Do you want to be known for carrying a stylish computer bag or would you rather be known for being stylish? The Shadow by booq will let you stand out without calling attention to itself while it works to earn a different label: your everyday bag.
The Shadow blends seamlessly with whatever personal style you front with a simple silhouette sans leather or metal accents. You have to look hard to find the brand name. Thick, water-resistant ballistic nylon conceals the ample padding that protects any laptop up to 15 inches.
A shadow is a form of great substance that keeps its details hidden. Such was the inspiration for the designers at booq with a new messenger bag aptly named for what it does not reveal – your expensive tech gear.
The Shadow, available in gray and black, is elegantly spare in its look, which is part of its m.o. to discreetly carry your computer and other valuables.
Each month, Lust List rounds up the gear that makes it so we can't feel our faces. This time around we're loving hot music machines, cool photo accessories and more.
S1-A Bicycle Jersey by Search and State
Earlier this summer, Search and State released its version of the ugly-ass Hawaiian shirt in the form of a bicycle jersey. I stared at it for weeks wondering if I could pull off the look while riding in the Oakland hills. While I contemplated my fashion boldness, Search and State apparently sold every last one of those jerseys. I decided I need to get my hands on one of the company's tamer garments to see what the Midtown Manhattan manufacturers have going on.
What they are doing is making beautiful bicycle attire in the heart of what was once New York's garment center. The $140 S1-A bicycle jersey is impeccably sewn and has an understated appearance even the most fashion-challenged can deal with. Nice choice on the zipper, too. — Jim Merithew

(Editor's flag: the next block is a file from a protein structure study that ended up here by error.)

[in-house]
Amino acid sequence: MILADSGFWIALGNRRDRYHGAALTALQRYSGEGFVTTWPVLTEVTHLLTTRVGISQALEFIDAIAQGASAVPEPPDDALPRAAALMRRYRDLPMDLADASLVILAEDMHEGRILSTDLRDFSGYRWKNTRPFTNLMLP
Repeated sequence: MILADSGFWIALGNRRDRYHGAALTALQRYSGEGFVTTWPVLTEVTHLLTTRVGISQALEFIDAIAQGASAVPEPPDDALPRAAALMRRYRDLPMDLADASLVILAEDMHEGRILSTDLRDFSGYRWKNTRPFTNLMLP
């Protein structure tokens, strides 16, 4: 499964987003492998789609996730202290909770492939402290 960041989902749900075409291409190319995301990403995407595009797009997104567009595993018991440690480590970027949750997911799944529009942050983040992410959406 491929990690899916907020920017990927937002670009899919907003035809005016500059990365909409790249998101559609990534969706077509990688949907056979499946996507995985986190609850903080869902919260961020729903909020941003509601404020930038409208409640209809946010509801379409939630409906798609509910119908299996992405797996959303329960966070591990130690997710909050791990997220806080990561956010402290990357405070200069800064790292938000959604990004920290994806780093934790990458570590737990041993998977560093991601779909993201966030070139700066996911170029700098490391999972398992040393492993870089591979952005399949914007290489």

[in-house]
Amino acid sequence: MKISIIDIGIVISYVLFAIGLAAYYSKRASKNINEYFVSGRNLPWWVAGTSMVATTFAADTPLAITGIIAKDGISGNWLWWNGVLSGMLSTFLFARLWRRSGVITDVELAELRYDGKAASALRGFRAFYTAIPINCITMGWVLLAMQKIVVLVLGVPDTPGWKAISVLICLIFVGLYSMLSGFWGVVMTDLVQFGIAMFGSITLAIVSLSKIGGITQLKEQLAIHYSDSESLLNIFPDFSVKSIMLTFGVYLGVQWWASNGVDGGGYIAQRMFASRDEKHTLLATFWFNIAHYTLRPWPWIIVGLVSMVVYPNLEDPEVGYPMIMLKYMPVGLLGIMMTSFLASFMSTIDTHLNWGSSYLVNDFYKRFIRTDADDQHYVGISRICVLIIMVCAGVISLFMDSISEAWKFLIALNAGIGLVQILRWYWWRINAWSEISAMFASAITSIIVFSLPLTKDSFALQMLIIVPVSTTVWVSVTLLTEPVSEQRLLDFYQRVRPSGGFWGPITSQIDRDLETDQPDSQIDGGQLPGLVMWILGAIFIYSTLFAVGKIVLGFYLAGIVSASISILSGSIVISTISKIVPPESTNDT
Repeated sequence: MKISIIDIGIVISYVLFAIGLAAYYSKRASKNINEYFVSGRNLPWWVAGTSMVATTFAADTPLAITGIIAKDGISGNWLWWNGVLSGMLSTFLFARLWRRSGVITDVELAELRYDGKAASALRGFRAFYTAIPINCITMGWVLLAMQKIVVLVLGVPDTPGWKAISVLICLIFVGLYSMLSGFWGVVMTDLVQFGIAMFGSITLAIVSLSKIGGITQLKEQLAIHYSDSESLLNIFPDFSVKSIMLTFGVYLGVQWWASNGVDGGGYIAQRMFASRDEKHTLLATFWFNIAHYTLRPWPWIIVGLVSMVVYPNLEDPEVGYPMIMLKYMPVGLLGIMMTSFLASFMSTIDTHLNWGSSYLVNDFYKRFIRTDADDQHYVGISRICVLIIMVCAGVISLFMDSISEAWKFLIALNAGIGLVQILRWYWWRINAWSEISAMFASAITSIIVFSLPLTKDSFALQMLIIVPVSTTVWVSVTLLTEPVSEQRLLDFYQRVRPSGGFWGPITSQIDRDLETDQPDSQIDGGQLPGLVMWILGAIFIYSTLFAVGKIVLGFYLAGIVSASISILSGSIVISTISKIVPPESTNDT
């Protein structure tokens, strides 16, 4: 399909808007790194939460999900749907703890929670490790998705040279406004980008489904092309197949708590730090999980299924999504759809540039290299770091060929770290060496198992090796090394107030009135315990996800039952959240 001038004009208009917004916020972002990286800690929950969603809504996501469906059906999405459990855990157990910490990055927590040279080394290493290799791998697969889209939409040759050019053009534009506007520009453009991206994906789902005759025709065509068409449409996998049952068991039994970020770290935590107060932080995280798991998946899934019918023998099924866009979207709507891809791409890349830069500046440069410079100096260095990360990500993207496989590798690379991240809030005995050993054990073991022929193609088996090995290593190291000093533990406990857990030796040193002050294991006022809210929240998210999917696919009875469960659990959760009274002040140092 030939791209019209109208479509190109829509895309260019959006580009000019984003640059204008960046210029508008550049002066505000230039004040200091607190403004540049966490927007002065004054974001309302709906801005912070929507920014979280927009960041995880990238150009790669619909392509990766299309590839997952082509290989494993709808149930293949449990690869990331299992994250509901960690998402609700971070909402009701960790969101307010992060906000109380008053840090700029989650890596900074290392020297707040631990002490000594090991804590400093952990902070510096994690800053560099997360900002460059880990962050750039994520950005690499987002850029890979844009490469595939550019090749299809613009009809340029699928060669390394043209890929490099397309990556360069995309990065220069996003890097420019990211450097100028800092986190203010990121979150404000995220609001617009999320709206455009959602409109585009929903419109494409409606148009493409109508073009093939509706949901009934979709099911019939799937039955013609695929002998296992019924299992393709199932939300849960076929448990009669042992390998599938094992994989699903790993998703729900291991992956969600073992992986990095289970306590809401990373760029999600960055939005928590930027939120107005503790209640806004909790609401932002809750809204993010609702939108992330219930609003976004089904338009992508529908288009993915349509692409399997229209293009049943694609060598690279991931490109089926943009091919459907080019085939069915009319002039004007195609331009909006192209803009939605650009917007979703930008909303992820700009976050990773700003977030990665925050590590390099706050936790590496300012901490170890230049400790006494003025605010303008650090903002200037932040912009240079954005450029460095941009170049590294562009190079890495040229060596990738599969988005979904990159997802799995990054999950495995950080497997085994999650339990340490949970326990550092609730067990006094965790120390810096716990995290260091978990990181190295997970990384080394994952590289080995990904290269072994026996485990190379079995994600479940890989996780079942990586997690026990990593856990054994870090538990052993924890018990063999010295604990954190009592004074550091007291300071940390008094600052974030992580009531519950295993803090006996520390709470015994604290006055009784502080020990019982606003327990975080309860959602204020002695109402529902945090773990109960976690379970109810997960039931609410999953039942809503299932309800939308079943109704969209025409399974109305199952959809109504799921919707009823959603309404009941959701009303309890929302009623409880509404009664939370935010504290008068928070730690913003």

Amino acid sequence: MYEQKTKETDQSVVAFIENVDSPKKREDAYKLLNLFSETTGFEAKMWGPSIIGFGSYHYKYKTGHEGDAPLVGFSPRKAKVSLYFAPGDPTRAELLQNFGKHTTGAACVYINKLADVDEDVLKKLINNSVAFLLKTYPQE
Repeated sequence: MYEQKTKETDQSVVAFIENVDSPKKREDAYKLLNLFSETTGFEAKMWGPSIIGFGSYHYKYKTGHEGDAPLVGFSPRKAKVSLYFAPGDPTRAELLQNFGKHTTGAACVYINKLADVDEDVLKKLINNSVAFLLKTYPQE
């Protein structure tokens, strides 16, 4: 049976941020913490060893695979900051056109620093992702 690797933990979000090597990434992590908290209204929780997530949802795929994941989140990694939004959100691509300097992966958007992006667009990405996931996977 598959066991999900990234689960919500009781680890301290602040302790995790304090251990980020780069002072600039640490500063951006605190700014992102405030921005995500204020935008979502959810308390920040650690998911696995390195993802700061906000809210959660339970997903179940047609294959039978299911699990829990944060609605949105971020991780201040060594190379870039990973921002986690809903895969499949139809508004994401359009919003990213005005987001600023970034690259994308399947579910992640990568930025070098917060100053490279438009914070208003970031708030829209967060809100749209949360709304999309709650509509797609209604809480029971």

Apparently, I'm extremely lazy. I know this because I was probably a bit too pumped about this HDMI switch's ability to automatically pick up on which device I'd powered up and change the input automatically.
The Kinivo 5-port HDMI switch also comes with a small remote, so the company clearly knows who its customers are. We have games to play and movies to watch, and we don't have time for this "input" business. At $59.99 list, this hub is also really cheap, so it appeals to my frugal side. Kinivo truly thought of everything. — Evan Killham
No matter how talented you are, crappy recording tools can ruin your music or podcast. Conversely, a good condenser microphone can capture all the nuance and brilliance of any performance, from an acoustic guitar to spoken word.
The iRig Mic Studio by IK Multimedia is an amazing condenser mic that will give you the pro results you're looking for in an affordable, portable package. It boasts a 1-inch back electret condenser capsule with a 24-bit audio converter that samples your sound source at 44.1/48Khz. It's got a built-in preamp for quieter passages and an integrated headphone port to monitor what you're recording without having to mess with software settings on your Mac or iOS device. It connects to your laptop, tablet or smartphone with its included cables, and has two physical knobs (one for gain, the other for headphone sound level).
This $179.99 microphone is equally at home capturing your voice in a soundproof room or recording your band at the local club. It even comes with a tiny tripod and a velour carrying bag to keep everything together. It's the one mic you'll want with you at all times. — Rob LeFebvre
Every time I have to take a picture of a product I'm reviewing, it turns into this whole ordeal of lighting, background, filters, and cold sweats. That's why the Foldio 2 was an easy $75 purchase: This self-contained photo studio folds almost completely flat when you're not using it and assembles in seconds, thanks to some cleverly integrated magnets.